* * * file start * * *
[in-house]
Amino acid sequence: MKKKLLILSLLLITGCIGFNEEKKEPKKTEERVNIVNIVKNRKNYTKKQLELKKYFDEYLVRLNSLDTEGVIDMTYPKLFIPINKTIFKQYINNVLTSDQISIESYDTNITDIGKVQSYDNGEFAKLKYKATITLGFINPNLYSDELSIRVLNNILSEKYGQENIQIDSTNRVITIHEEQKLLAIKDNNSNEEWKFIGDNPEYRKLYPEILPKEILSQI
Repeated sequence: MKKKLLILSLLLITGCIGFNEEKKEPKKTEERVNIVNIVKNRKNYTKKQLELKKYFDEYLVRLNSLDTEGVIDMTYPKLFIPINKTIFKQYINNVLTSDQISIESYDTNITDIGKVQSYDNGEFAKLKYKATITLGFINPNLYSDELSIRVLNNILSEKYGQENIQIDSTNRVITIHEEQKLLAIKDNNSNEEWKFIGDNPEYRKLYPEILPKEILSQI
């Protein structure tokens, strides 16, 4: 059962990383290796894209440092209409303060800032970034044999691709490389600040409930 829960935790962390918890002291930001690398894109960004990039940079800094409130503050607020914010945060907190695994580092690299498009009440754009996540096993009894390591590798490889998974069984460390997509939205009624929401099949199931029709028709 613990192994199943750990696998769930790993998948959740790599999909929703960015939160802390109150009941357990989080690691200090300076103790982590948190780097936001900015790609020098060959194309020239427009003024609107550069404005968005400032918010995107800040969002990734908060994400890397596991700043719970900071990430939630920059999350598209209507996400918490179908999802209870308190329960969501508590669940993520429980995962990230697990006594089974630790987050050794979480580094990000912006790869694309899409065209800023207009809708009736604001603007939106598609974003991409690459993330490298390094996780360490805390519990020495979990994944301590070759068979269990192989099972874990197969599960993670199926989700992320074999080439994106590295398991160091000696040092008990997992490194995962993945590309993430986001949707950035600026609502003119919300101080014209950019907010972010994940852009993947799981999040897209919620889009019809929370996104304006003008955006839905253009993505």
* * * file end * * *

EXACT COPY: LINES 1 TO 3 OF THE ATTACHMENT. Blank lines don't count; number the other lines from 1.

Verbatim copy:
[in-house]
Amino acid sequence: MKKKLLILSLLLITGCIGFNEEKKEPKKTEERVNIVNIVKNRKNYTKKQLELKKYFDEYLVRLNSLDTEGVIDMTYPKLFIPINKTIFKQYINNVLTSDQISIESYDTNITDIGKVQSYDNGEFAKLKYKATITLGFINPNLYSDELSIRVLNNILSEKYGQENIQIDSTNRVITIHEEQKLLAIKDNNSNEEWKFIGDNPEYRKLYPEILPKEILSQI
Repeated sequence: MKKKLLILSLLLITGCIGFNEEKKEPKKTEERVNIVNIVKNRKNYTKKQLELKKYFDEYLVRLNSLDTEGVIDMTYPKLFIPINKTIFKQYINNVLTSDQISIESYDTNITDIGKVQSYDNGEFAKLKYKATITLGFINPNLYSDELSIRVLNNILSEKYGQENIQIDSTNRVITIHEEQKLLAIKDNNSNEEWKFIGDNPEYRKLYPEILPKEILSQI